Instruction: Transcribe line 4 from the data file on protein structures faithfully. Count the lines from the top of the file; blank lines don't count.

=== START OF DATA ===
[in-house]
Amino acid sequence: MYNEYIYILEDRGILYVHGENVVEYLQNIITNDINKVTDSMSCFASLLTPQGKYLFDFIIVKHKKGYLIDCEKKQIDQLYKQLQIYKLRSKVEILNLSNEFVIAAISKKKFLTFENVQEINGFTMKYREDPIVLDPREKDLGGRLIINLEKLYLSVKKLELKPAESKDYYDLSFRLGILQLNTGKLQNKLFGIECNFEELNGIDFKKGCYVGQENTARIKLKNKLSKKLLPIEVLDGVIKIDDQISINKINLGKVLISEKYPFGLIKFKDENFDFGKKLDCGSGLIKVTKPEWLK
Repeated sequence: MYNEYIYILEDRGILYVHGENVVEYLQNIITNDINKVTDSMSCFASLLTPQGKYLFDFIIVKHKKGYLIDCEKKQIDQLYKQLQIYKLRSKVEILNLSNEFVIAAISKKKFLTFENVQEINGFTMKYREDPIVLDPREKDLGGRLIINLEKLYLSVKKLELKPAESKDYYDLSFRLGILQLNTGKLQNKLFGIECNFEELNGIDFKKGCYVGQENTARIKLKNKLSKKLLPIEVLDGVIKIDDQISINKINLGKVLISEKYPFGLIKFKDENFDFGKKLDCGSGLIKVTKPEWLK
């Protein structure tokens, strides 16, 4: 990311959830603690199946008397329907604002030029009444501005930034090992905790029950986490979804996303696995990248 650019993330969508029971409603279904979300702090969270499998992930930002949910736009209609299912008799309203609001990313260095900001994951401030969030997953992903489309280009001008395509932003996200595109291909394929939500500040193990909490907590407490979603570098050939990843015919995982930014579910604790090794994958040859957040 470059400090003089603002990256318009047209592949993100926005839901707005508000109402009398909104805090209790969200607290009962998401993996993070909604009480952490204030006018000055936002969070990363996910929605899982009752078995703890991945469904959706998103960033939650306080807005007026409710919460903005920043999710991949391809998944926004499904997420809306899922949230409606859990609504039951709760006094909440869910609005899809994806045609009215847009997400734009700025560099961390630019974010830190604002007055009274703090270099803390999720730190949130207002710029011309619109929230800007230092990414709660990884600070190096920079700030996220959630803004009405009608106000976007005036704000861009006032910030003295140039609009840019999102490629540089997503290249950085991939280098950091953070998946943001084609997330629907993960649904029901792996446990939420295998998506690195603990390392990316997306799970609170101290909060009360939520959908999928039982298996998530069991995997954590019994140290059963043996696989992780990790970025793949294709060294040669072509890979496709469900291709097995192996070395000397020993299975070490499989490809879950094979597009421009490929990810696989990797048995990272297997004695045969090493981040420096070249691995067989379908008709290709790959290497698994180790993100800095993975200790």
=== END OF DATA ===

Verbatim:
């Protein structure tokens, strides 16, 4: 990311959830603690199946008397329907604002030029009444501005930034090992905790029950986490979804996303696995990248 650019993330969508029971409603279904979300702090969270499998992930930002949910736009209609299912008799309203609001990313260095900001994951401030969030997953992903489309280009001008395509932003996200595109291909394929939500500040193990909490907590407490979603570098050939990843015919995982930014579910604790090794994958040859957040 470059400090003089603002990256318009047209592949993100926005839901707005508000109402009398909104805090209790969200607290009962998401993996993070909604009480952490204030006018000055936002969070990363996910929605899982009752078995703890991945469904959706998103960033939650306080807005007026409710919460903005920043999710991949391809998944926004499904997420809306899922949230409606859990609504039951709760006094909440869910609005899809994806045609009215847009997400734009700025560099961390630019974010830190604002007055009274703090270099803390999720730190949130207002710029011309619109929230800007230092990414709660990884600070190096920079700030996220959630803004009405009608106000976007005036704000861009006032910030003295140039609009840019999102490629540089997503290249950085991939280098950091953070998946943001084609997330629907993960649904029901792996446990939420295998998506690195603990390392990316997306799970609170101290909060009360939520959908999928039982298996998530069991995997954590019994140290059963043996696989992780990790970025793949294709060294040669072509890979496709469900291709097995192996070395000397020993299975070490499989490809879950094979597009421009490929990810696989990797048995990272297997004695045969090493981040420096070249691995067989379908008709290709790959290497698994180790993100800095993975200790």